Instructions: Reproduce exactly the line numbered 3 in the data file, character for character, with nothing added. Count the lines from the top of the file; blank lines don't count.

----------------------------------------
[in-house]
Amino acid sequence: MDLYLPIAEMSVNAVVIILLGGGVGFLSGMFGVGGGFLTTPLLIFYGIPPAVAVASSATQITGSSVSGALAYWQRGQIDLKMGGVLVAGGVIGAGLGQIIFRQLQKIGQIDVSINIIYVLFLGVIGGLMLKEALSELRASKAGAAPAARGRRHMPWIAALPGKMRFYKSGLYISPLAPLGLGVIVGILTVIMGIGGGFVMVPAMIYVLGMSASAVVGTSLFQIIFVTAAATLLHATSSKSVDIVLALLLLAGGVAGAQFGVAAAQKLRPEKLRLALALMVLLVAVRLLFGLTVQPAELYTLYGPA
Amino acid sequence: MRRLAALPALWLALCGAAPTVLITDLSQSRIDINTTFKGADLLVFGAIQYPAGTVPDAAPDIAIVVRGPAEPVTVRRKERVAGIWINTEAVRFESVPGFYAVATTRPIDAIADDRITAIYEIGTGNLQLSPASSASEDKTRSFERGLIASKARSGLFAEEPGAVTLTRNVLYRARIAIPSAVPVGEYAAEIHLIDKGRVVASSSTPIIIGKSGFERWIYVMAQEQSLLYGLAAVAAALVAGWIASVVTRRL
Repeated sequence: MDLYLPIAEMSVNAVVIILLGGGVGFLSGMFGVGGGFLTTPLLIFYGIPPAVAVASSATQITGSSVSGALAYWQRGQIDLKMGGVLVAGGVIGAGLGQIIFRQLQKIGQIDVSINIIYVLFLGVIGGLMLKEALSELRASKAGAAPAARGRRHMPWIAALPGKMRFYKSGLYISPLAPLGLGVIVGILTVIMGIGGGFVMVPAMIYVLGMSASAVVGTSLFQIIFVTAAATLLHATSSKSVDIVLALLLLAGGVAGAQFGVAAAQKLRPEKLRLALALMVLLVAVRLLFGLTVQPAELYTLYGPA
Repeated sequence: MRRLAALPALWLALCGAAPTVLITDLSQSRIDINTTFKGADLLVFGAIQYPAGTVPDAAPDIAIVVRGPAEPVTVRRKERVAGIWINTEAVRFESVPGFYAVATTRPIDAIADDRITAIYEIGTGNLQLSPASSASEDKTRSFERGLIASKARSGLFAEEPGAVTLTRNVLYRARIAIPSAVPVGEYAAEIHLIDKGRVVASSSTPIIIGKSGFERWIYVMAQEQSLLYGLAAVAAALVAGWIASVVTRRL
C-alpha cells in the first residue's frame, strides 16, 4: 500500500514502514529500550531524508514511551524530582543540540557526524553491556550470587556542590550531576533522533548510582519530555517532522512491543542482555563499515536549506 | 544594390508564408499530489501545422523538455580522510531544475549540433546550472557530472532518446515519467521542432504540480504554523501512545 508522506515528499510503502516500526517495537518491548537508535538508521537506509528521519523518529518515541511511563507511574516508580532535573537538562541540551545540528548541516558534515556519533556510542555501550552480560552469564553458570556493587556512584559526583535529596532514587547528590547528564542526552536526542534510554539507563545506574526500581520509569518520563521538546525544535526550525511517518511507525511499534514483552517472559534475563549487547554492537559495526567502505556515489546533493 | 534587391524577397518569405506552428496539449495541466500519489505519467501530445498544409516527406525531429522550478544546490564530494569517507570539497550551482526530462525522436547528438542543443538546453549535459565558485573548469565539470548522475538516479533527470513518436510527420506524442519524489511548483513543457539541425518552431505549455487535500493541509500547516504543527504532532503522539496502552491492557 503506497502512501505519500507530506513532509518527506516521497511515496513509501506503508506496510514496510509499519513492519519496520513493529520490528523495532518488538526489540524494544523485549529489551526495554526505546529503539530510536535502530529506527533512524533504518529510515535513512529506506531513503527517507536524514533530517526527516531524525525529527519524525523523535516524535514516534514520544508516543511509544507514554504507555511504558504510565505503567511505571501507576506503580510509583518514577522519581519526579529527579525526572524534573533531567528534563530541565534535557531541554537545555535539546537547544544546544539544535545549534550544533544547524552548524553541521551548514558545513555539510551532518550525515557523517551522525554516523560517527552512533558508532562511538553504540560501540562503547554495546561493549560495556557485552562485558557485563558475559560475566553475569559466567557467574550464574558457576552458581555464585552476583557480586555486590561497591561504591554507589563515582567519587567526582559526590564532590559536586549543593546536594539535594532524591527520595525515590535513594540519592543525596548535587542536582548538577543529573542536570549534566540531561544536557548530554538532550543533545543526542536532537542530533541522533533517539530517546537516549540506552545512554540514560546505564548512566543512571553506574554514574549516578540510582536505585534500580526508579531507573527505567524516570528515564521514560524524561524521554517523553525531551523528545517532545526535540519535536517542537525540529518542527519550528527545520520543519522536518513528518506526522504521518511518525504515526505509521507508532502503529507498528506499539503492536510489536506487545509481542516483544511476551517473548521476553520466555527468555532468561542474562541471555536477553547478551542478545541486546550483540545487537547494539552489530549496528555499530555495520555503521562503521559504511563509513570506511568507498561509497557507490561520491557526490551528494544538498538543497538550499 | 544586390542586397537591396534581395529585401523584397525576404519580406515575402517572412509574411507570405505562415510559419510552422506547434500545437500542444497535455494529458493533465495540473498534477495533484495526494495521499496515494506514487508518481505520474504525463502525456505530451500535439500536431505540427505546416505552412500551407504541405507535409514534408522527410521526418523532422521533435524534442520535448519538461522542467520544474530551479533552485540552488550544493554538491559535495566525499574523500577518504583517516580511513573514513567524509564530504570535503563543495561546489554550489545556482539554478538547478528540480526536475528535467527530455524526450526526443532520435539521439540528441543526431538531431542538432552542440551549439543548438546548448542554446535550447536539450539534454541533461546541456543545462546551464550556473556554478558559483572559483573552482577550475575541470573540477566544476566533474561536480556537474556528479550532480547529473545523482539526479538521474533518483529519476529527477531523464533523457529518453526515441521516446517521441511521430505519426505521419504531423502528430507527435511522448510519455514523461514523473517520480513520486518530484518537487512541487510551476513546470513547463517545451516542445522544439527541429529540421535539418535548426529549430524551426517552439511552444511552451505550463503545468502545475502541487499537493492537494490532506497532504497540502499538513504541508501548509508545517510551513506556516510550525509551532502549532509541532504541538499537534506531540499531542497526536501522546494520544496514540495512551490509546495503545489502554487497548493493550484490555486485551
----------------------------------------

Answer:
Amino acid sequence: MRRLAALPALWLALCGAAPTVLITDLSQSRIDINTTFKGADLLVFGAIQYPAGTVPDAAPDIAIVVRGPAEPVTVRRKERVAGIWINTEAVRFESVPGFYAVATTRPIDAIADDRITAIYEIGTGNLQLSPASSASEDKTRSFERGLIASKARSGLFAEEPGAVTLTRNVLYRARIAIPSAVPVGEYAAEIHLIDKGRVVASSSTPIIIGKSGFERWIYVMAQEQSLLYGLAAVAAALVAGWIASVVTRRL